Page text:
Birdcage Elevator Could be Best Option to Bring Waveny House Up to ADA Compliance

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There could soon be a birdcage installed at Waveny House … a birdcage elevator, that is.

Actually, a birdcage elevator is technically a “lift” and not an elevator, because it is not enclosed and utilizes hydraulics instead of cables. Aside from that trivial fact, the town is studying the possibility of installing the elevator for the purpose of bringing the historic building into compliance with the Americans With Disabilities Act.

Currently, there are two ways to get from the first floor of Waveny House to the second floor: Stairs and an original “baggage elevator” that runs from the basement to the attic. However, the baggage elevator has not been used in decades and no longer works.

The Town Council’s Infrastructure & Utilities/Public Works Committee met on Wednesday evening to discuss the possibility of funding the installation a birdcage elevator as part of a larger plan to upgrade the building and bring it fully into ADA compliance – as the town continues to consider new uses for the underutilized building that could bring in additional revenue.

“The ADA mandate is why we’re here,” Director of Public Works Tiger Mann told the committee members during the meeting held at Town Hall.

He explained that the Act was signed into law by George H.W. Bush in 1990 – however, in 2011 the U.S. Department of Justice amended and finalized the Act to make its standards enforceable. This, he explained, led to the passage of Project Civic Access, a federal program involving un-announced spot inspections of municipal facilities to ensure that towns are taking measures to meet compliance.

“They started working through municipalities, just basically coming for any reason – a letter, a phone call or just that they wanted to visit this beautiful town in lower Fairfield County,“ Mann explained “It’s sort of like an OSHA investigation, or review. They come once every several years – unannounced – and we have to comply.”

Back in 1993, Mann explained, the town’s former public works director “put together several things towards this compliance.”

“They actually asked the town to provide a notice of ADA requirements, establish a grievance procedure, conduct a self-evaluation and develop a transition plan,” he said. “In 1993-1994 the town did just that.”

Later, in 2008, Mann approached then-First Selectman Jeb Walker and asked him to form a compliance team, “basically comprised of town employees and one representative from the disabled community,” to address the issue of ADA compliance town-wide.

“We did our own notice, with regard to the policies and procedures, and established a new grievance procedure, conducted a self-evaluation, and then reviewed the existing transition plan,” he said, adding that the compliance team determined that “throughout the town, we were actually pretty compliant.”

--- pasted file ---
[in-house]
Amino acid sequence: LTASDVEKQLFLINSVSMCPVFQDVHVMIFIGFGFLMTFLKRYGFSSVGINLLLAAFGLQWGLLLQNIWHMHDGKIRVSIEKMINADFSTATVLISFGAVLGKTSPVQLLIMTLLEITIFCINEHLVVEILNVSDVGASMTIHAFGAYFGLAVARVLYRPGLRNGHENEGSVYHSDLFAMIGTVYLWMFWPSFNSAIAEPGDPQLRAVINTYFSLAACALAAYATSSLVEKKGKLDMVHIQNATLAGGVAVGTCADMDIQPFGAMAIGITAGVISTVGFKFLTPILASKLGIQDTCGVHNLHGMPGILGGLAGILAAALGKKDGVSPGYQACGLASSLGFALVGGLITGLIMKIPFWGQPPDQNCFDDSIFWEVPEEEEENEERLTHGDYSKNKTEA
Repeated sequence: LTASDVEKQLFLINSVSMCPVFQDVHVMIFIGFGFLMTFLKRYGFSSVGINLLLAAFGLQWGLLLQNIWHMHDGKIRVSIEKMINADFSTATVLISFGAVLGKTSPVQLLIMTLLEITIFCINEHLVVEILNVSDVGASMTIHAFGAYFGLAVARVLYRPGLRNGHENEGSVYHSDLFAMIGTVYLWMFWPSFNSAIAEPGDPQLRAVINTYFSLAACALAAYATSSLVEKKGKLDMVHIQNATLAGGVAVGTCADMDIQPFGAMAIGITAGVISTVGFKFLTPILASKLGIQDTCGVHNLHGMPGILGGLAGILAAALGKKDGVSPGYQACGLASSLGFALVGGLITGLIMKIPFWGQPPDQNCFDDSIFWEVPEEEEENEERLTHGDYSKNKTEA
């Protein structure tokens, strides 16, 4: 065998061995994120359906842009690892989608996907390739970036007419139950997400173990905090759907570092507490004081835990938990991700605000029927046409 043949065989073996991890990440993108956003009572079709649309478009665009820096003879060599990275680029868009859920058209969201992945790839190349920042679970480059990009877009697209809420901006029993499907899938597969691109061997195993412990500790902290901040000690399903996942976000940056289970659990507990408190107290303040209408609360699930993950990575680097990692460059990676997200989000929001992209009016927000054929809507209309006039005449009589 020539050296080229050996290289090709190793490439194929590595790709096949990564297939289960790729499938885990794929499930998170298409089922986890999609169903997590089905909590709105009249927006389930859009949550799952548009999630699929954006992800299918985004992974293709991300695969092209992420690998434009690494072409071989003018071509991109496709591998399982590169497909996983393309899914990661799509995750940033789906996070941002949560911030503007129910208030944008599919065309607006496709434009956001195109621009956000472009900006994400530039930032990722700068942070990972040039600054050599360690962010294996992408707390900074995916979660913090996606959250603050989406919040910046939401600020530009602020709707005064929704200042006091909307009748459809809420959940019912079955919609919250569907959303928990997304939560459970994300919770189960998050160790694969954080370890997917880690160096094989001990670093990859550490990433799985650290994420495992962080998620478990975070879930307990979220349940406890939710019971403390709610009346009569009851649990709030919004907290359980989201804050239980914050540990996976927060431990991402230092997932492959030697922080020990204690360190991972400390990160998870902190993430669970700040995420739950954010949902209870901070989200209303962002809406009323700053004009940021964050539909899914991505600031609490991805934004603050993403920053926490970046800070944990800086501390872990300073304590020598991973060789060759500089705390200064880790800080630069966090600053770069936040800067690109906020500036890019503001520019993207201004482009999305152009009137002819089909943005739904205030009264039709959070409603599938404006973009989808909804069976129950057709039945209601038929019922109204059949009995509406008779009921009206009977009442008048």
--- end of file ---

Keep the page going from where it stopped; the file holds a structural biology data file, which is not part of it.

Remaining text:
“The only thing we were lacking … was the infrastructure … our buildings, our parking lots, our sidewalks,” he said. “But as far as the programs themselves and the training for the staff – the staff was well-versed in the law – the only thing they needed to do was make sure that they understood that they had make accommodations for people with disabilities in non-compliant buildings.”

Mann said in 2008 “the town started working on sidewalk upgrades … when we did all the ramps on South Ave. from downtown to the schools, both sides of the street.” Following that, the town “started on the parking lots,” to get them up to ADA compliance as well.

“Are we fully compliant? No, we are not – not every parking lot has been done,” he added. “But we’re still working through it.”

After the new Town Hall was completed in 2015, the town started looking at Waveny House for ADA compliance, Mann said. He pointed out that it is one of the only town facilities that is used by outside residents.

It was in 2015, at the behest of the now defunct Waveny Use Committee, he said, that engineering firm KSQ Design was hired to look at ways the building could be upgraded without impacting its historic elements.

“At the time, they came up with the idea of adding a birdcage elevator and other accessible routes,” Mann said. “That brings us to where we are today.”

Mann said the main reason ADA compliance for Waveny House was not tackled in 2016 is because the roof needed replacement – and it did not make sense to start upgrading the building for ADA compliance when the roof was no good.

He added that the idea of adding a birdcage elevator to the interior of the building is considered “the least intrusive and most economical” of the discussed options – plus it would result in the least amount of damage to the historic building.

The elevator – if approved – would likely be located where the open stairs are, near the front entrance of the building.

This option is preferred because it does not require the removal of walls or anything architecturally significant, Mann said.

“The only other thing that is required is an acceptable [ADA] entrance… which would be on the west side of the building, entering the western wing,” he explained.

Also discussed was the possibility of adding ADA compliant bathrooms on the second floor.

Other potential measures that have been identified include providing an ADA access ramp to the Waveny House outdoor patio, adding signage and bringing the west parking lot more fully into compliance. However, during Wednesday’s meeting, the committee members stayed focused on the elevator, bathrooms and any additional ramping that might be needed.

Lea Cromwell, an architect with KSQ Design, told the committee members that when her firm was retained in 2005 to assist the Waveny Use Committee, it investigated four possible locations for an ADA-compliant elevator – including the possibility of adding a tower to the exterior of the building. However, it was determined that this would not work, as it would have a significant impact on the exterior of the building.

“There was just no place where it would not compromise the exterior of the building,” Cromwell said. “So we looked at the interior of the building.”